The life sketch which fills, this little volume had its first impulse in the suggestion of the author’s youngest son, John W. Crook, who more than his other children, sought to know something of his father’s ancestry and his experiences in the Civil war. These reminiscences interested him in that they came first-hand, and from what he considered an authoritative source, giving him the best information as to the part his parents took in fostering the institutions and traditions of the ‘South. That these and other events of the author’s long and useful life might be handed down to posterity, the son urged they be put on written page. Hence the resolve to write a brief autobiography:

            Not long after beginning the work the thought occurred that as the author had many kinsmen and friends in Tennessee and elsewhere, some of whom were his comrades in battle and from whom he had been separated since the early seventies, he would be pardoned for extending the sketch over a wider field than at first contemplated. About this time he was the recipient of a new and signal honor. The Sons of Confederate Veterans of Star City, Ark., named their camp "Camp Wiley Crook" in honor of him, thus giving rise to a decision on his part to have still more to say in regard to his military service.

            The work is particularly interesting in that it has to do with the life, manner of living and vicissitudes of a Confederate soldier, who began in early youth to serve his God, his country and his fellow-man, and who in his declining years is loved and honored by all who know him. Happy am I to have had the privilege of knowing him in his home, to cross the threshold of which is to be in the midst of that splendid hospitality and gracious felicity so characteristic of the South in the olden days. His religious life is exemplary and far-reaching—a regular attendant at church service and prayer-meeting and always constant in giving his time and means to the cause of his Lord.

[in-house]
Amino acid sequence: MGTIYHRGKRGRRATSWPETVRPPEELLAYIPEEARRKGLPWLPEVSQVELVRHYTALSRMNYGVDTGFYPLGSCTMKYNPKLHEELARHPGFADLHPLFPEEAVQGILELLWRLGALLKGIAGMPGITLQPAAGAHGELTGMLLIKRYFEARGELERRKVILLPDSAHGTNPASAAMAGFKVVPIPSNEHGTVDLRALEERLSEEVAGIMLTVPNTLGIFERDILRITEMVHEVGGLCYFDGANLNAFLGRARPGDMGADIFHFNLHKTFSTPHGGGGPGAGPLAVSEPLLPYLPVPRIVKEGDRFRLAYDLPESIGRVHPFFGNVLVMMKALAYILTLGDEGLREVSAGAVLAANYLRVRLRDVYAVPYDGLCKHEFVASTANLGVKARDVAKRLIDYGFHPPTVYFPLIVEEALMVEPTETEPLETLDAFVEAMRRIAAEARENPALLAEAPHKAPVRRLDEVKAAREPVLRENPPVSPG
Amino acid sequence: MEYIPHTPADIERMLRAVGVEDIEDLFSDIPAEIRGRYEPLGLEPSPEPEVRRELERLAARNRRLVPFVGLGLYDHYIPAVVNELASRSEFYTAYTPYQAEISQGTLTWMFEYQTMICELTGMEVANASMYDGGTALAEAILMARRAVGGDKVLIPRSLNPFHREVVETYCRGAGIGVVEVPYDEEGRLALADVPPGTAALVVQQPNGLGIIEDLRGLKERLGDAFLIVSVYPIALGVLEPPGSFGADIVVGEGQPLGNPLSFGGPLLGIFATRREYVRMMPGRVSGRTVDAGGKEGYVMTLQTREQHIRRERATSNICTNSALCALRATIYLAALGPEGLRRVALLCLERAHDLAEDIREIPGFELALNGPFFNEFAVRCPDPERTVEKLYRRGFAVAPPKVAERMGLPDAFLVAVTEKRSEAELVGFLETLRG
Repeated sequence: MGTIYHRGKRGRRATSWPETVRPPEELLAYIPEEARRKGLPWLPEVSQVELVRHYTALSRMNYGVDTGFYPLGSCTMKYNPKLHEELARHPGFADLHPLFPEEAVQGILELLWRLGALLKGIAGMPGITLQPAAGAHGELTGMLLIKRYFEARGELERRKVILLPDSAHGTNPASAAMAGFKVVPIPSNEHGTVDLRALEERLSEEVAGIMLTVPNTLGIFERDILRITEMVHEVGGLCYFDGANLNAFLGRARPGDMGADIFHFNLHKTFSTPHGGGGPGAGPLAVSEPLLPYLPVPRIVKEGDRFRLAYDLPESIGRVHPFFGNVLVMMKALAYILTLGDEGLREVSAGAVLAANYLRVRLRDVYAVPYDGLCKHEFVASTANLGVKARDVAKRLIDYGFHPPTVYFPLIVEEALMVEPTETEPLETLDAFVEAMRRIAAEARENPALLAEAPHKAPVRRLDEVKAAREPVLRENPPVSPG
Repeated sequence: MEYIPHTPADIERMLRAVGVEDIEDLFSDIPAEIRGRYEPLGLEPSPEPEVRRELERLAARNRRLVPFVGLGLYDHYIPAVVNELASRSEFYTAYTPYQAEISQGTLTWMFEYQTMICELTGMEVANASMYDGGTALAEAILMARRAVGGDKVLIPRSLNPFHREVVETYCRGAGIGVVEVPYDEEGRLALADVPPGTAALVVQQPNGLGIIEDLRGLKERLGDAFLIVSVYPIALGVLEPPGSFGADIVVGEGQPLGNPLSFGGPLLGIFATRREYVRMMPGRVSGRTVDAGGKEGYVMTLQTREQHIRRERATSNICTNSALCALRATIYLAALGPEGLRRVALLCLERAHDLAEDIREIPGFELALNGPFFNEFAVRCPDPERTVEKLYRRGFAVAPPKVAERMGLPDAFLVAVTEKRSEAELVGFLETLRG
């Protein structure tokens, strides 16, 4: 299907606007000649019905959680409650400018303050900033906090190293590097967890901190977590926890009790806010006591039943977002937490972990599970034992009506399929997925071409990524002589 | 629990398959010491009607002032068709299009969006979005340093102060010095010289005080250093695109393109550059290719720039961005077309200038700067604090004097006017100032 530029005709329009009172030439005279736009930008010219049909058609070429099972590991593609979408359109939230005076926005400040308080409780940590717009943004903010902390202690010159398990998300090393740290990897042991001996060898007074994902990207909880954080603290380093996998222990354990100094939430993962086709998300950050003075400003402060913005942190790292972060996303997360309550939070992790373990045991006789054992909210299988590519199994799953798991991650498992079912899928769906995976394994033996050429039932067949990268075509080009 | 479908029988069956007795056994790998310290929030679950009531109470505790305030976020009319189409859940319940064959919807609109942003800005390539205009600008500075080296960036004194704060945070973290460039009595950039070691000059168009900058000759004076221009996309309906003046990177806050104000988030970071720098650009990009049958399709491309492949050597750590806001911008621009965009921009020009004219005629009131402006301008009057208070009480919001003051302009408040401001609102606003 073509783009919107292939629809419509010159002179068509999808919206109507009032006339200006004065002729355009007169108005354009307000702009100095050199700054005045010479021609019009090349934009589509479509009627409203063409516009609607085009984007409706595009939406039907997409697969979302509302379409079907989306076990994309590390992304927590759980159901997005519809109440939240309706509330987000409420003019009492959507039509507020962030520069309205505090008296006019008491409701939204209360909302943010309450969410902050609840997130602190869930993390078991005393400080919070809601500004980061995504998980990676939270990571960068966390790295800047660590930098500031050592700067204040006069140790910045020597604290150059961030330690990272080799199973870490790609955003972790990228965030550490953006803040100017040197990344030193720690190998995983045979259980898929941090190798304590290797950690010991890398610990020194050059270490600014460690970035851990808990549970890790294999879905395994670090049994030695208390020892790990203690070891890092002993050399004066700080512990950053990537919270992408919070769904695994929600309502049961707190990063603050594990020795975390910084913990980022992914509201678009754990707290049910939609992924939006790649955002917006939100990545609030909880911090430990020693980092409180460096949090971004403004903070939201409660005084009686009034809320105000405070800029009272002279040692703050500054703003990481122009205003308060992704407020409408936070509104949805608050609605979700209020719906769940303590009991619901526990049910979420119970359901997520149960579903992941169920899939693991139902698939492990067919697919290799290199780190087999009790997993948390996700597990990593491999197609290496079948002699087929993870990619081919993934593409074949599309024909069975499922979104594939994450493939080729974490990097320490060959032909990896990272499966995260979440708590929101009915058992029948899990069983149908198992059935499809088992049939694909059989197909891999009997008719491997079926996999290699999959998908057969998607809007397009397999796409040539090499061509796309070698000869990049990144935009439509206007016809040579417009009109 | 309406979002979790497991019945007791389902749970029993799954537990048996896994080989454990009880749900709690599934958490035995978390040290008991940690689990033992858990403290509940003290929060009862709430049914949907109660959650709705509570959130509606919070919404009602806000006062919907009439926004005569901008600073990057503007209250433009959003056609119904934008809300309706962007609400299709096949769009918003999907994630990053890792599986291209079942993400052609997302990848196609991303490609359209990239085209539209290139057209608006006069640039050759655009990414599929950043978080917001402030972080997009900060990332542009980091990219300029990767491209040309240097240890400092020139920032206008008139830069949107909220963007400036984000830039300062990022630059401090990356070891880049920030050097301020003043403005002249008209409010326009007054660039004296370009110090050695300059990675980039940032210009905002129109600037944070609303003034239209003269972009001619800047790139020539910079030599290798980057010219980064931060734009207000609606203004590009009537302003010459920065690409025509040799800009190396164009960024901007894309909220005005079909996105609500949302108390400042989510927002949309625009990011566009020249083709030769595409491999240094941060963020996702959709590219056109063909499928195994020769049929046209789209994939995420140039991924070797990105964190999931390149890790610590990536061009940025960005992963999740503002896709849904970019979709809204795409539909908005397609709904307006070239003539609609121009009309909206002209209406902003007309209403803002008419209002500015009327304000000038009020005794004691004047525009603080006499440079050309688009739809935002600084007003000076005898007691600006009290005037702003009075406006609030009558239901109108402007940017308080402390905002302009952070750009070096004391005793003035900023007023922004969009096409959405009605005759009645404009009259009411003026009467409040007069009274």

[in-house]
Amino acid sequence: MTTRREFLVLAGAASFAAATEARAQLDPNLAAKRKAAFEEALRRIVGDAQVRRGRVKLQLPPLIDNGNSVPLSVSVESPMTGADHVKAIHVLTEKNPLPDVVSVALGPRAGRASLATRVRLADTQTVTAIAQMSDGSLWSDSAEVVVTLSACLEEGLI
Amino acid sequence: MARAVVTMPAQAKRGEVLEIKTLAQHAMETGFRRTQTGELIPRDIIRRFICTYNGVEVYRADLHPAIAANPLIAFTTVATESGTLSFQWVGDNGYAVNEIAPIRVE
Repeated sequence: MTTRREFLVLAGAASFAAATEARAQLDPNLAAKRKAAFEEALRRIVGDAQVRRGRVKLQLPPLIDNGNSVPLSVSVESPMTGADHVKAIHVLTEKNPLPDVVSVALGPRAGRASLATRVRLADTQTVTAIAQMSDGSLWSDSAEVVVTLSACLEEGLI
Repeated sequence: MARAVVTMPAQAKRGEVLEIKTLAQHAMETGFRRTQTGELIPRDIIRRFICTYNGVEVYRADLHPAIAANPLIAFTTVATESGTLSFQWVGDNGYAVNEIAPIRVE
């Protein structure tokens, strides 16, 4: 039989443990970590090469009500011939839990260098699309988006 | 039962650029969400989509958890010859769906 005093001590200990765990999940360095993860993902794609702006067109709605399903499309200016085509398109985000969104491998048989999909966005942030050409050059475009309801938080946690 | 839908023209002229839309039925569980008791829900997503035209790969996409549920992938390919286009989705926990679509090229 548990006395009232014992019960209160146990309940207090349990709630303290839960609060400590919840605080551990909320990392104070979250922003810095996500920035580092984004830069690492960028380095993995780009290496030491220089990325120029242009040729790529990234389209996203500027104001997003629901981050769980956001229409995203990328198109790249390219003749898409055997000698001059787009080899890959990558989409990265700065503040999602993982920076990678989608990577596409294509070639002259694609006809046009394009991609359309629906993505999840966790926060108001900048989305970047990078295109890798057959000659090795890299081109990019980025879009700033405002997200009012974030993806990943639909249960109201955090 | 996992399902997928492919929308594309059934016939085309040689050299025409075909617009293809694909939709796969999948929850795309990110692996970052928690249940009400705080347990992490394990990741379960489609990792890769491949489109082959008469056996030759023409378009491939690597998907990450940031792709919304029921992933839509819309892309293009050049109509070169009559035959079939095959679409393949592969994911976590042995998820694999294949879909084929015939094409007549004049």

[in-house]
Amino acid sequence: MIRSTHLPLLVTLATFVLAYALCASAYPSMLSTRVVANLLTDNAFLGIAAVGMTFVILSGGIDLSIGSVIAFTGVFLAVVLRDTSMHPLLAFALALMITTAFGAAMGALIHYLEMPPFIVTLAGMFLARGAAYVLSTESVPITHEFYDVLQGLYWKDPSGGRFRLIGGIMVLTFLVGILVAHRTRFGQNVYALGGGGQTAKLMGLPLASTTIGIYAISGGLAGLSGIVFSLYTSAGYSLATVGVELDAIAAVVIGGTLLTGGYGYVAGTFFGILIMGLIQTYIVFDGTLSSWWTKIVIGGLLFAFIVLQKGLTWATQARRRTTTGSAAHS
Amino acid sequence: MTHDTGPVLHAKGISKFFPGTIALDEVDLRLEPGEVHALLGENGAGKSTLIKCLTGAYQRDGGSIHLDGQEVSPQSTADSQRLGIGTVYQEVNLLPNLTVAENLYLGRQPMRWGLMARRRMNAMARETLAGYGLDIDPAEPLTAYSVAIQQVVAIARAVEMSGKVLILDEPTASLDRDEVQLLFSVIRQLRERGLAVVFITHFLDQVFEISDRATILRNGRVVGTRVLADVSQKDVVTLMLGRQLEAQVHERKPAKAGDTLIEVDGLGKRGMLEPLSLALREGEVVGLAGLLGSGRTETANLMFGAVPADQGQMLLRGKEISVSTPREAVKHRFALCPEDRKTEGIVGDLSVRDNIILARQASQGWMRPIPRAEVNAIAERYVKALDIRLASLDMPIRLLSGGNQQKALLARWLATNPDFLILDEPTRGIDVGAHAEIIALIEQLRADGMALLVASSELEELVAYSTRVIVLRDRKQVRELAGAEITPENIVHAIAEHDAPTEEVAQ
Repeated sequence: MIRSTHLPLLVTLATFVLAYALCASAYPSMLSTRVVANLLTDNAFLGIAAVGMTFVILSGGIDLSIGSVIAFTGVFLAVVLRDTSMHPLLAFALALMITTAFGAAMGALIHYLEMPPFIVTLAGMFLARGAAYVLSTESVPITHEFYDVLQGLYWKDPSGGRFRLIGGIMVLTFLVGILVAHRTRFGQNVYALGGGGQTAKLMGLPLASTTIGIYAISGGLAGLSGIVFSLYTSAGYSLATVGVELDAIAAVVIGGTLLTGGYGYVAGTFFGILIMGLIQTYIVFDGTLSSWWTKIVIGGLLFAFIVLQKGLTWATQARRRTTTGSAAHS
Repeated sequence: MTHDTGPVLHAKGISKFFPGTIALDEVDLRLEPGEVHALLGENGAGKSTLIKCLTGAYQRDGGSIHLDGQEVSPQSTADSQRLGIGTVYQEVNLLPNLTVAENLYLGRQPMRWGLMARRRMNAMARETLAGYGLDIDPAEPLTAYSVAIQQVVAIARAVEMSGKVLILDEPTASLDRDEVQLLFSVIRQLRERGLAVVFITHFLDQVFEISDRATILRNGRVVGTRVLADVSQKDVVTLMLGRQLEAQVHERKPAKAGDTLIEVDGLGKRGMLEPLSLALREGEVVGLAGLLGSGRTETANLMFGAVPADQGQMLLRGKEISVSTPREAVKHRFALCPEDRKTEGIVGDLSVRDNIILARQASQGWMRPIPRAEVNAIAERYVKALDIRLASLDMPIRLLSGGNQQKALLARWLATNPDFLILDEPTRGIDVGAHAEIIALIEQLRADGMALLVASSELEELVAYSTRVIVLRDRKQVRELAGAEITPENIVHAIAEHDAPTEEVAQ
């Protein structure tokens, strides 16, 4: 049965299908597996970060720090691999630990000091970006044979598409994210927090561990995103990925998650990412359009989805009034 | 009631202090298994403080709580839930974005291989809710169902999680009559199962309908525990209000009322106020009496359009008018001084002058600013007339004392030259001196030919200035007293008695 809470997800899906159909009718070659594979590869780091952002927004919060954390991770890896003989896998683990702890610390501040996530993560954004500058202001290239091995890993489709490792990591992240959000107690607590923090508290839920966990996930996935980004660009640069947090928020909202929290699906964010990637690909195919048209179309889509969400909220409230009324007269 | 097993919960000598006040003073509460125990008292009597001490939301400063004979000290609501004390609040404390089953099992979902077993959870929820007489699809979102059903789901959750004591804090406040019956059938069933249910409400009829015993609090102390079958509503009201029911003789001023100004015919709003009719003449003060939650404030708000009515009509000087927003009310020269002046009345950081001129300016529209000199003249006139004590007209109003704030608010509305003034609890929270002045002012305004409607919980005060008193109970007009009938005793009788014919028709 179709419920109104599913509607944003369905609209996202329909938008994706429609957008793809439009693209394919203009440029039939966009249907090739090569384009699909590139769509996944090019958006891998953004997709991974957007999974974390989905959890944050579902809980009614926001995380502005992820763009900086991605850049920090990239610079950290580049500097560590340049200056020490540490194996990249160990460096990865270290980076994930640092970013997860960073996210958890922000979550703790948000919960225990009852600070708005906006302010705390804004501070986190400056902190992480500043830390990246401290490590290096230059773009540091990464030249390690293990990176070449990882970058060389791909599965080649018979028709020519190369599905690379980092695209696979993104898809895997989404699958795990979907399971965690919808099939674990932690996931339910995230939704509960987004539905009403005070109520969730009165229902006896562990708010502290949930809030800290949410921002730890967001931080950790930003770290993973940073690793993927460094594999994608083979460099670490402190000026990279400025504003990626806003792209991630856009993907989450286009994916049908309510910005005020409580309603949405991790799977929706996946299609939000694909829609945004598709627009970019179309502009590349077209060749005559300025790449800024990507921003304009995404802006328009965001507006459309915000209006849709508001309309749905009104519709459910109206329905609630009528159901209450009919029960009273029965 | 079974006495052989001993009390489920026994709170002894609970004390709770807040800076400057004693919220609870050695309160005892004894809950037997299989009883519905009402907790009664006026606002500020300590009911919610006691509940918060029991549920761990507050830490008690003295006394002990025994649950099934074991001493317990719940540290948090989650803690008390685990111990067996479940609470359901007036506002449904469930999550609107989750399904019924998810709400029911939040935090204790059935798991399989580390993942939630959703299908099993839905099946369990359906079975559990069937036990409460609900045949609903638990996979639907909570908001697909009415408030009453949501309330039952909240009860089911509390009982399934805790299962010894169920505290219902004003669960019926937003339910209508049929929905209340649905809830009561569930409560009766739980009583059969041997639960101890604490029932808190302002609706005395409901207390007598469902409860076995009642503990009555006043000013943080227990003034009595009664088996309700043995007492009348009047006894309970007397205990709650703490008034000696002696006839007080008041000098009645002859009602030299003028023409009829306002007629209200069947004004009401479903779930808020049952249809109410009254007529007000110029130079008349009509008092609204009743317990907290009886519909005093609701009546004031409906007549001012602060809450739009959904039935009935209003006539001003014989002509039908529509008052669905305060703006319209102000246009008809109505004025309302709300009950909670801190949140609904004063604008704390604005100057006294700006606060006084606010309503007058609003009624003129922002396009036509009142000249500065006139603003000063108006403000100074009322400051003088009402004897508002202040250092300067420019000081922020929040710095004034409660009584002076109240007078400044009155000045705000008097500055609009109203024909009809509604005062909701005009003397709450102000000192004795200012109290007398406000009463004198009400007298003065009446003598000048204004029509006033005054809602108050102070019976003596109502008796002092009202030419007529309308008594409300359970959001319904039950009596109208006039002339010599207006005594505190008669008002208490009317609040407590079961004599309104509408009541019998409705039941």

He is especially happy in his narrative when—as he often does—he deals with the tender attachments of the family and the homely virtues of ever-day life. His, indeed, is a life fit for emulation, and I contribute this foreword in the belief that the book will be beneficial and consoling to his family connection, and night interesting to those of his comrades and friends who may chance to peruse its pages.



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